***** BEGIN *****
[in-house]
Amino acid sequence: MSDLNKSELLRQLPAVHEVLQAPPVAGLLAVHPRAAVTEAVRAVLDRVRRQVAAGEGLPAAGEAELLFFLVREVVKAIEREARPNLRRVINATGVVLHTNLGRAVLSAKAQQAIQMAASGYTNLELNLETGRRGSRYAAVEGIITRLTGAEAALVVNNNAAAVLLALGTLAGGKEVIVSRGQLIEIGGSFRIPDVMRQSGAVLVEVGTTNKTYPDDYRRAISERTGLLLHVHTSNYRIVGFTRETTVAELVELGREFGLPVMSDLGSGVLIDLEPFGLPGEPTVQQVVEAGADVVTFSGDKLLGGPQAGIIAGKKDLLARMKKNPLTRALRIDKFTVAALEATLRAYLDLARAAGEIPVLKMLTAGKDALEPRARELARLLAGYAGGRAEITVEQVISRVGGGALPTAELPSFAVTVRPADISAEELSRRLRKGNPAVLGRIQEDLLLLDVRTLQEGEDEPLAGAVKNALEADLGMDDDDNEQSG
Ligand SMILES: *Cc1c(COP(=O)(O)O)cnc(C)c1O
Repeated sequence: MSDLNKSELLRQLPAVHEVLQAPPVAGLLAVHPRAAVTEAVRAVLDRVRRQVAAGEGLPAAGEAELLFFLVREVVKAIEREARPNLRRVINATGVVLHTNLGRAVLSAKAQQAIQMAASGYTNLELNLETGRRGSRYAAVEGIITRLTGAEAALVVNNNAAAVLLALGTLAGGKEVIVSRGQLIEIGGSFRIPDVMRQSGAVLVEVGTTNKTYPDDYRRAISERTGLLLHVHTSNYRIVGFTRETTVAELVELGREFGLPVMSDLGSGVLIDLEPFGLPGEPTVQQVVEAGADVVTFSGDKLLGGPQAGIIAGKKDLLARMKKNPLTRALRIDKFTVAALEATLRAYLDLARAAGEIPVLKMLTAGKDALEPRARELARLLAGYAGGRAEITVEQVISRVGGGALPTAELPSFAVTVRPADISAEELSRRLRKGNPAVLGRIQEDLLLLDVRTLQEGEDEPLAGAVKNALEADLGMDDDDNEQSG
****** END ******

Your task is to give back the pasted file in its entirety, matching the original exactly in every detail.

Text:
[in-house]
Amino acid sequence: MSDLNKSELLRQLPAVHEVLQAPPVAGLLAVHPRAAVTEAVRAVLDRVRRQVAAGEGLPAAGEAELLFFLVREVVKAIEREARPNLRRVINATGVVLHTNLGRAVLSAKAQQAIQMAASGYTNLELNLETGRRGSRYAAVEGIITRLTGAEAALVVNNNAAAVLLALGTLAGGKEVIVSRGQLIEIGGSFRIPDVMRQSGAVLVEVGTTNKTYPDDYRRAISERTGLLLHVHTSNYRIVGFTRETTVAELVELGREFGLPVMSDLGSGVLIDLEPFGLPGEPTVQQVVEAGADVVTFSGDKLLGGPQAGIIAGKKDLLARMKKNPLTRALRIDKFTVAALEATLRAYLDLARAAGEIPVLKMLTAGKDALEPRARELARLLAGYAGGRAEITVEQVISRVGGGALPTAELPSFAVTVRPADISAEELSRRLRKGNPAVLGRIQEDLLLLDVRTLQEGEDEPLAGAVKNALEADLGMDDDDNEQSG
Ligand SMILES: *Cc1c(COP(=O)(O)O)cnc(C)c1O
Repeated sequence: MSDLNKSELLRQLPAVHEVLQAPPVAGLLAVHPRAAVTEAVRAVLDRVRRQVAAGEGLPAAGEAELLFFLVREVVKAIEREARPNLRRVINATGVVLHTNLGRAVLSAKAQQAIQMAASGYTNLELNLETGRRGSRYAAVEGIITRLTGAEAALVVNNNAAAVLLALGTLAGGKEVIVSRGQLIEIGGSFRIPDVMRQSGAVLVEVGTTNKTYPDDYRRAISERTGLLLHVHTSNYRIVGFTRETTVAELVELGREFGLPVMSDLGSGVLIDLEPFGLPGEPTVQQVVEAGADVVTFSGDKLLGGPQAGIIAGKKDLLARMKKNPLTRALRIDKFTVAALEATLRAYLDLARAAGEIPVLKMLTAGKDALEPRARELARLLAGYAGGRAEITVEQVISRVGGGALPTAELPSFAVTVRPADISAEELSRRLRKGNPAVLGRIQEDLLLLDVRTLQEGEDEPLAGAVKNALEADLGMDDDDNEQSG